Genealogy Gems Premium members can watch my newly-updated video class (53 minutes) and download the updated handout. Click here to learn more about Premium membership.
Recently I heard from listener Tom, who is trying to document Civil War veterans from Washington state. “I am taking pictures of their headstones,” he says. “I currently use just a spray bottle and soft brush to wash away the 100 years plus of dirt so I can better see and photograph the inscriptions. Do you have a better way to clean and photograph or maybe rub the headstones?”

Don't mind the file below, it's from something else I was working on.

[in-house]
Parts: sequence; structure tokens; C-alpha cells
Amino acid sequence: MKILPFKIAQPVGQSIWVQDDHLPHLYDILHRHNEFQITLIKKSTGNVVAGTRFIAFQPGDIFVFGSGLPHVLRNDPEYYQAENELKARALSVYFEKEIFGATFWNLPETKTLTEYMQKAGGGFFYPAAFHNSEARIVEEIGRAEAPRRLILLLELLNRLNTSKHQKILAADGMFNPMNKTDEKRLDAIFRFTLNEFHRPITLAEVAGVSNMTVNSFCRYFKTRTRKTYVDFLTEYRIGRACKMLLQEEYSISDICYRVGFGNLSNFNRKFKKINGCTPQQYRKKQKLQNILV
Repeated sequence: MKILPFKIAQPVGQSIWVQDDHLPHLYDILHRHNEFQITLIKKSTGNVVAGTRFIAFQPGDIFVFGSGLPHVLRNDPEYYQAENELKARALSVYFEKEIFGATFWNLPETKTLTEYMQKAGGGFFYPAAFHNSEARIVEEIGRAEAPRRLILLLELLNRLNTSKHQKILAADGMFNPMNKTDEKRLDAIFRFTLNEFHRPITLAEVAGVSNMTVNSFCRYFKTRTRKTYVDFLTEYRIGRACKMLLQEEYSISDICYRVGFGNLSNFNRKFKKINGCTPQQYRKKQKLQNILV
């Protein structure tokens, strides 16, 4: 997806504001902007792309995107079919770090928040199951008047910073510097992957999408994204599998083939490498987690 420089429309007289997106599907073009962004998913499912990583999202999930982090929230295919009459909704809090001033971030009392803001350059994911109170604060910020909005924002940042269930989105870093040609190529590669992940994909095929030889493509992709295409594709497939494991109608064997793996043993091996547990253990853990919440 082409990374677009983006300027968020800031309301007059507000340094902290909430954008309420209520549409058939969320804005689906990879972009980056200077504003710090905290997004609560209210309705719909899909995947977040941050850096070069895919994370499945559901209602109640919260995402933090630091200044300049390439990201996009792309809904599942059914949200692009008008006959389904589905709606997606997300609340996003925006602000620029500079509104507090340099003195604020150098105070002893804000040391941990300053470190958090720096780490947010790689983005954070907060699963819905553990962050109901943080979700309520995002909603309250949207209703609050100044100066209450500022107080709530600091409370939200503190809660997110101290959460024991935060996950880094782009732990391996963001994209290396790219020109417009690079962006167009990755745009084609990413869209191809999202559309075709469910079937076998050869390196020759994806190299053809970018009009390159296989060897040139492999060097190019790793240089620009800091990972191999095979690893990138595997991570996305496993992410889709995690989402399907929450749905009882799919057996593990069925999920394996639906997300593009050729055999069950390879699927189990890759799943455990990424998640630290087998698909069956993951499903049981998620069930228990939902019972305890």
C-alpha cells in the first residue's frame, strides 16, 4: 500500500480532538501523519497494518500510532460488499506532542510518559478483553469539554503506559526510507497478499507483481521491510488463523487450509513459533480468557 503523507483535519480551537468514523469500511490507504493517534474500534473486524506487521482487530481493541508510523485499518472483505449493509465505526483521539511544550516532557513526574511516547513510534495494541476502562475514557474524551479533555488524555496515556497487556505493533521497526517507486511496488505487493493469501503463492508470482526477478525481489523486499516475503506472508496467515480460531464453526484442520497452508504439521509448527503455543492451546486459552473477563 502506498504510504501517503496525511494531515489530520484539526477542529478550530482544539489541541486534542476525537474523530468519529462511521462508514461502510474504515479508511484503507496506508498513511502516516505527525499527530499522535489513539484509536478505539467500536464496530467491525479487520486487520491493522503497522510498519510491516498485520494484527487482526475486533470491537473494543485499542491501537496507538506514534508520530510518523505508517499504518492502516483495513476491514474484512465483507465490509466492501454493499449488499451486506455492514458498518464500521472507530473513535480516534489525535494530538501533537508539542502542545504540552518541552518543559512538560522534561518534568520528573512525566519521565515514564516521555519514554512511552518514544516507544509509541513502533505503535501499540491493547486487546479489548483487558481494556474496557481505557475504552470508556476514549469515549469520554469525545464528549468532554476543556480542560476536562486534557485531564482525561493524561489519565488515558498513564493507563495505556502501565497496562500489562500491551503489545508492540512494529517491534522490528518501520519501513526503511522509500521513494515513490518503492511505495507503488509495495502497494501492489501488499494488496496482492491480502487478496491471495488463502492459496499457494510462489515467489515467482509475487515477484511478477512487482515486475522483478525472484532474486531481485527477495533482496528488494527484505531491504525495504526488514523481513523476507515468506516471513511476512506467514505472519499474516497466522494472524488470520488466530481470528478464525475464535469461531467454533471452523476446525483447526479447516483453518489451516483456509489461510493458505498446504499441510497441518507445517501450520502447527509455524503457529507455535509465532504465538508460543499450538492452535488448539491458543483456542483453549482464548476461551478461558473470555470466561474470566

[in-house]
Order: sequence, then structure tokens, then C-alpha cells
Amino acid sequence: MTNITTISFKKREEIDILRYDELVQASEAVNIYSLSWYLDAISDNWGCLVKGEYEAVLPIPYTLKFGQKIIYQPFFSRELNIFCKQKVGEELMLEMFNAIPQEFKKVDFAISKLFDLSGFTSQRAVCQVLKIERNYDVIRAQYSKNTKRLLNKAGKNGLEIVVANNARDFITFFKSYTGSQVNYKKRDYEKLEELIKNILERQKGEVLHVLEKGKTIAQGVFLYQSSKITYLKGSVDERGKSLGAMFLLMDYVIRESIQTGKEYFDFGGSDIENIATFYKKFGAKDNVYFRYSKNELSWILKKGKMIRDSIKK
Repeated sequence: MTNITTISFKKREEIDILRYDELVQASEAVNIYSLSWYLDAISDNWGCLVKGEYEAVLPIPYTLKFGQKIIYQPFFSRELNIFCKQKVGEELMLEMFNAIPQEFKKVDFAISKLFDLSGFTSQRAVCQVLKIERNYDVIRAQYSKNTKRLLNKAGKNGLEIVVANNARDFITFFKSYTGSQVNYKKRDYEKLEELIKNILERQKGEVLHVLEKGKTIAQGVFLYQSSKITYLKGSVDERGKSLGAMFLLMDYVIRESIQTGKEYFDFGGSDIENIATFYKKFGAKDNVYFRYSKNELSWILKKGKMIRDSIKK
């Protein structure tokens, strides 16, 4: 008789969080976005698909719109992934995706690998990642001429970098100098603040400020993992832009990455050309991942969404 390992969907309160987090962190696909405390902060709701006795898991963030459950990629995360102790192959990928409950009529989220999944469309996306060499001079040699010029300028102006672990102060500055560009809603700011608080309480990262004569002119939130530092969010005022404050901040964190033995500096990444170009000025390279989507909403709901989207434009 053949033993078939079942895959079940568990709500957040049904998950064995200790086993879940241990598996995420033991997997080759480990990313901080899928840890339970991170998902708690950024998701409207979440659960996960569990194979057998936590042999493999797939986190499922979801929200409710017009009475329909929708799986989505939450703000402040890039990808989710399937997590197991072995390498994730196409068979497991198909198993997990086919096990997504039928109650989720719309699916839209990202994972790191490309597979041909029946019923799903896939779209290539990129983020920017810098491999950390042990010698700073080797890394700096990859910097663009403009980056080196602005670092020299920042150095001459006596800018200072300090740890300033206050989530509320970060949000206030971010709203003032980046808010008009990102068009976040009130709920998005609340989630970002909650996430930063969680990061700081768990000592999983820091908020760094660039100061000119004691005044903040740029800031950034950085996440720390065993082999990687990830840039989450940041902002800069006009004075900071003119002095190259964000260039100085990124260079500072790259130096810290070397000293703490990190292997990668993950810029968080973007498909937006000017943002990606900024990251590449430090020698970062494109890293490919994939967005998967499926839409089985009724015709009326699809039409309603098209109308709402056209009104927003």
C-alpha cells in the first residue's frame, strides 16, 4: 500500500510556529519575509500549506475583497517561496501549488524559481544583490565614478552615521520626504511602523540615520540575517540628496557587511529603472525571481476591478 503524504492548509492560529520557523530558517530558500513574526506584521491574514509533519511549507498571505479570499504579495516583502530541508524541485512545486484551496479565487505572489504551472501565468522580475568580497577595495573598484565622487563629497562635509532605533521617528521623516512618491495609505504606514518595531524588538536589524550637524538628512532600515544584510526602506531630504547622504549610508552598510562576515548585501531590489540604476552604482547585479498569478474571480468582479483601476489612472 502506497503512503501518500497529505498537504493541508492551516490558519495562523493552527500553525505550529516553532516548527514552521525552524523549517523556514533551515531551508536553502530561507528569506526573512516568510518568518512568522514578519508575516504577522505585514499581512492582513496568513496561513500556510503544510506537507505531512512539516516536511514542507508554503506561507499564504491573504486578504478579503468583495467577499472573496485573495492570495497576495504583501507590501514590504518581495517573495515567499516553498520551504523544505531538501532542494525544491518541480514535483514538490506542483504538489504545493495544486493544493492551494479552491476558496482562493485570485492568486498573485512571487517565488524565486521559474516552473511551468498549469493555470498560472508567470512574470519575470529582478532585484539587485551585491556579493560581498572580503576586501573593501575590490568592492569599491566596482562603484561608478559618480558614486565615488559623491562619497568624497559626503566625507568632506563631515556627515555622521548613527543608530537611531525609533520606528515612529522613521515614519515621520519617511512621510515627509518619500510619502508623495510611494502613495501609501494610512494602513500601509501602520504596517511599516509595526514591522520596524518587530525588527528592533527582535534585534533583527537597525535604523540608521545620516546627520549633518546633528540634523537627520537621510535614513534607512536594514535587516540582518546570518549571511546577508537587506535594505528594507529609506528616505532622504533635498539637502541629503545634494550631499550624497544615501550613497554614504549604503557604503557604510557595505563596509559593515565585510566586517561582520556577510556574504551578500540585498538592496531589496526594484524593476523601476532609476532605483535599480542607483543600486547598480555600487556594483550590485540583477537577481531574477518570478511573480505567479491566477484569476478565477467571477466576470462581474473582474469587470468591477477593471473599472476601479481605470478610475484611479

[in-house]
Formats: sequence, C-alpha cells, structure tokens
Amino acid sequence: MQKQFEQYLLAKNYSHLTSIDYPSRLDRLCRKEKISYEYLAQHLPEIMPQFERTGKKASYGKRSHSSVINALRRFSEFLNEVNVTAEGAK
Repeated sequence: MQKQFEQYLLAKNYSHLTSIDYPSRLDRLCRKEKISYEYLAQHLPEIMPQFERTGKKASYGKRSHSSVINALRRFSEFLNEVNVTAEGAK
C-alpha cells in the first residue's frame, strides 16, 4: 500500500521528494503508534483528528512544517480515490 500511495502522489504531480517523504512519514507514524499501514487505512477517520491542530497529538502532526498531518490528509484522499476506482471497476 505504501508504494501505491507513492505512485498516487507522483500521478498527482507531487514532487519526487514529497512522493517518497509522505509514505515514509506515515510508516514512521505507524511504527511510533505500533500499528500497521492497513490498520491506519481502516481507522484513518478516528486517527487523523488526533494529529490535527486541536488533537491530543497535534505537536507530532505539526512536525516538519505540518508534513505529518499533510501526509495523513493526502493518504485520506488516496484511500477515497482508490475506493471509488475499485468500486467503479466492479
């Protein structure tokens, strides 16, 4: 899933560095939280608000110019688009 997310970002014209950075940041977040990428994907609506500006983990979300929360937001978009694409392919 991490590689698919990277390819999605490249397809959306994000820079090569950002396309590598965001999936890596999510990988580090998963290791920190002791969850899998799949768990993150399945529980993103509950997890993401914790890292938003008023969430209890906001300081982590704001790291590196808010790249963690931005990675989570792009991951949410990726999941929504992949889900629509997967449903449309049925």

I don’t recommend tombstone rubbings because each time a genealogist does that it wears the headstone down just a little bit more, causing deterioration.
However, I have a better solution for how to read a faded tombstone. I created a free video based on an article I wrote for Family buy serc medication Tree Magazine. It’s called Grave Transformations and you can watch it for free on Family Tree Magazine’s YouTube channel or just watch below. The idea is that instead of touching the headstone at all, you can simply manipulate your photographic images of it instead! Watch the video and you’ll see those faded letters come back into view. It’s pretty cool!
Did you know the Genealogy Gems You Tube Channel has over 70 free videos on a wide variety of genealogical topics? Click to go to our channel’s home page. Be sure to click the SUBSCRIBE button on the channel so that you won’t miss our new videos when they are published!